How long before we look back on the American ‘imperial age’ as a hiccup, a fling with power never really actualized, stabilized, or formalized? Christian Brose at Foreign Policy ‘s Shadow Government points us to Andrew Schearer writing yesterday in the Wall Street Journal :

[I]t’s clear that if the Obama administration does not show it is serious about maintaining the U.S. military presence in Asia, Australia may end up with no choice but to get serious about strengthening its military defenses, even beyond what is in the policy paper. “Smart power” has its place, but U.S. allies in Asia would feel more secure if America backed reassuring rhetoric with real military muscle.

In light of my earlier post conveying a certain imperio-skepticism , I think Christian’s comments are worth excerpting at length. Also, I agree with them.
But why is it a bad thing for our allies to strengthen their defenses? Absent some major surprise, the relative decline of U.S. power seems like a pretty sturdy long-term trend, and we shouldn’t do anything to catalyze it further than recent events may have already — say, by assuming that future conflicts will necessarly look like our present ones or that the old axiom of power abhorring vacuums won’t apply to new great powers. That said, I see the Australian white paper as a reason to be optimistic that America’s relative decline can be managed in a smart way that leaves us in a good strategic position. Westhawk puts his finger on one reason why:

If the Australian defense ministry can reach these conclusions, why shouldn’t the Japanese, South Korean, Taiwanese, Indonesian, Vietnamese, Singaporean, Indian, and Russian defense ministries also formulate these same planning assumptions? . . . . The greatest loser from such a chain reaction would be China. I’d go even further. The United States should  want the Indians, and the Japanese, and the South Koreans, and the Indonesians to reach the same conclusions. We should actively  encourage them to reach the same conclusions. And that goes for our NATO allies as well. (The Russians, not so much.) We should work to get more and more of America’s like-minded allies investing in the capabilities to shoulder a greater share of our collective defense. And to that end, the perception that the “unipolar moment” is passing can actually play in our favor, as will the fact that China’s “peaceful rise” remains an open question at best.


Part of my argument against the idea of American empire is a simple cultural one: there are limits even to hypocrisy, and a big powerful country whose people all deny it’s an empire are probably on to something, if not to be taken at face value. We do home imperium much better than we do imperium abroad. Our American cultural DNA is very much geared — despite its stubborn strands of states-rightsery and regionalism — toward ‘inland empire’, whether in a Manifest Destiny key or an ‘amber waves of grain’ key or even that of Walt Whitman’s ‘endless democratic vistas’. Yes, more than a few of us are cultural exporters and titans of commerce. But nearly all of us are road trippers.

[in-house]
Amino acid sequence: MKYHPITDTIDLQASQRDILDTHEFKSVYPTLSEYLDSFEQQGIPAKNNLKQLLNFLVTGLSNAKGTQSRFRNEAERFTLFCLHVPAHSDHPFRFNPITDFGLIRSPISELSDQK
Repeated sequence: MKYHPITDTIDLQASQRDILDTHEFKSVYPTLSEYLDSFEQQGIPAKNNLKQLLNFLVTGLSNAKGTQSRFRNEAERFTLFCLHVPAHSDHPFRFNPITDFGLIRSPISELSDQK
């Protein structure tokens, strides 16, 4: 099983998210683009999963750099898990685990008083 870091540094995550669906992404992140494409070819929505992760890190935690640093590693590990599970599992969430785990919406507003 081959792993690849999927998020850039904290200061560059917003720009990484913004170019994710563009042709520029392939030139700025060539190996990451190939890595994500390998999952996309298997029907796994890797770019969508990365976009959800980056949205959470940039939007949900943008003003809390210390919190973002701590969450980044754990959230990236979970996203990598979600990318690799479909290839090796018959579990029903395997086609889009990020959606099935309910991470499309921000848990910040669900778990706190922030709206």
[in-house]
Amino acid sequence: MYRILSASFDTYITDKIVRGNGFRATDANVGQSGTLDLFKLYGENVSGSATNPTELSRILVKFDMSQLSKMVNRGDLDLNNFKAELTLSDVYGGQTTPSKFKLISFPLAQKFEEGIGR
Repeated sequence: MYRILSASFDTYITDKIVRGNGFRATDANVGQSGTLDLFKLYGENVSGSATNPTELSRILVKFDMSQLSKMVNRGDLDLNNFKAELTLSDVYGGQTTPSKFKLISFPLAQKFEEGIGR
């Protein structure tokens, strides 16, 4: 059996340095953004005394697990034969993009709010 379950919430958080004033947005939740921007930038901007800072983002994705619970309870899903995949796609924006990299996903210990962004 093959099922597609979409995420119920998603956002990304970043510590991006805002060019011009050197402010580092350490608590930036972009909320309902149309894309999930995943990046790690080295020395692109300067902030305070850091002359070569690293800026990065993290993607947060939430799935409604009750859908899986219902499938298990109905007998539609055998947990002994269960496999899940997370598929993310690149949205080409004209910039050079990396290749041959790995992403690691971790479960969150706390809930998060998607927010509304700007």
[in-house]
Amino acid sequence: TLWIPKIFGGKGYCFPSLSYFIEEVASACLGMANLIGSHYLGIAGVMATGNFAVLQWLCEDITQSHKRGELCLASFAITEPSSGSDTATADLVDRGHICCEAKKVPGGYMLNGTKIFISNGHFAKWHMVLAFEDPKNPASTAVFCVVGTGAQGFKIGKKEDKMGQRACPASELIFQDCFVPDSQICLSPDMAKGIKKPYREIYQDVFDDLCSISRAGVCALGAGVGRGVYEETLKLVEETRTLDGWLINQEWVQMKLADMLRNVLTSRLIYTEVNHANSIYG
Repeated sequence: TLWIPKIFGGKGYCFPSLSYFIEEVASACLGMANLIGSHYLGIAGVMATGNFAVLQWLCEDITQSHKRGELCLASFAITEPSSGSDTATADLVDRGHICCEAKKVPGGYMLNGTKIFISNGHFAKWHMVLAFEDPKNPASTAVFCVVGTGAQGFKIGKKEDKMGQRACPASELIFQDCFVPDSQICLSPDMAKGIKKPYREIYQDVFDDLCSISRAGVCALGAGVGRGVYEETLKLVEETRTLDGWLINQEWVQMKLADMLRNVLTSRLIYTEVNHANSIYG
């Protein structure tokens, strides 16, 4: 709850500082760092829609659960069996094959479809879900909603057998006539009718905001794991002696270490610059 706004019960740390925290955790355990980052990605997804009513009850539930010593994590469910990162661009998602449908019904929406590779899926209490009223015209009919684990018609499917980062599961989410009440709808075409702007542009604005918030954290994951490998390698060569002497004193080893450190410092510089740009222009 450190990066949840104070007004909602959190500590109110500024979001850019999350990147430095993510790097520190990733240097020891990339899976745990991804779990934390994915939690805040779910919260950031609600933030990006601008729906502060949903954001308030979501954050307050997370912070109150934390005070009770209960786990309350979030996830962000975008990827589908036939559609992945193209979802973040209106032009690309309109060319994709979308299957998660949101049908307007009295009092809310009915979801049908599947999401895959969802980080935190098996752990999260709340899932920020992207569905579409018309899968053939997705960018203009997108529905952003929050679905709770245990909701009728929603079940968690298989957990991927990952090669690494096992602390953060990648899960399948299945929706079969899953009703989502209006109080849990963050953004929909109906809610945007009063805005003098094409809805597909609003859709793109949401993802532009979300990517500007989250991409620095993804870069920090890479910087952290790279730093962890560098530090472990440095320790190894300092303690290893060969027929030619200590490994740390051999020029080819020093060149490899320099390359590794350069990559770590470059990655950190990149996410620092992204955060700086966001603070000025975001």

Our great hegemony was an artifact of a quick succession of wars, and ever since its inception we’ve been preoccupied with shifting the burden onto allies and international institutions more than with consolidating and expanding it. Yes, sometimes it’s hard to tell from moment to moment whether a particular act or strategy is more characterized by shifting or consolidating. And yes, occasionally we (Bush, ahem) appeared more interested in burden expansion than burdern shifting. But even in the case of Iraq, we did actively seek international support, and the resolution intended to follow on 1441, whatever its merits, was torpedoed as much by preemptive French and Russian obduracy as it was by globe-straddling American jingoism.

I know I am a bit more intransigent on this point than some, but as a matter of interpretation I think we’re much better off reading Bush-era ‘imperialism’ as an anomaly that proved to be unsuccessful almost to the degree that it departed from our general pattern of working to set up legacy arrangements for the day that America would no longer have to run the world singlehanded. Some may balk at the idea that NATO was designed to back us out of hegemony instead of into it, but the failure of NATO to function well (if at all) outside of Europe strikes me as indicative of how inevitable a degree of European ‘ownership’ of the alliance there is and always has been. In light of all this, even when we have lapsed into quasi-imperialistic policy, speaking in terms of American empire seems to me to throw off far more heat than light, and ‘empire’ continues to function more effectively as a slur word than a term of analysis.

Articles by James Poulos

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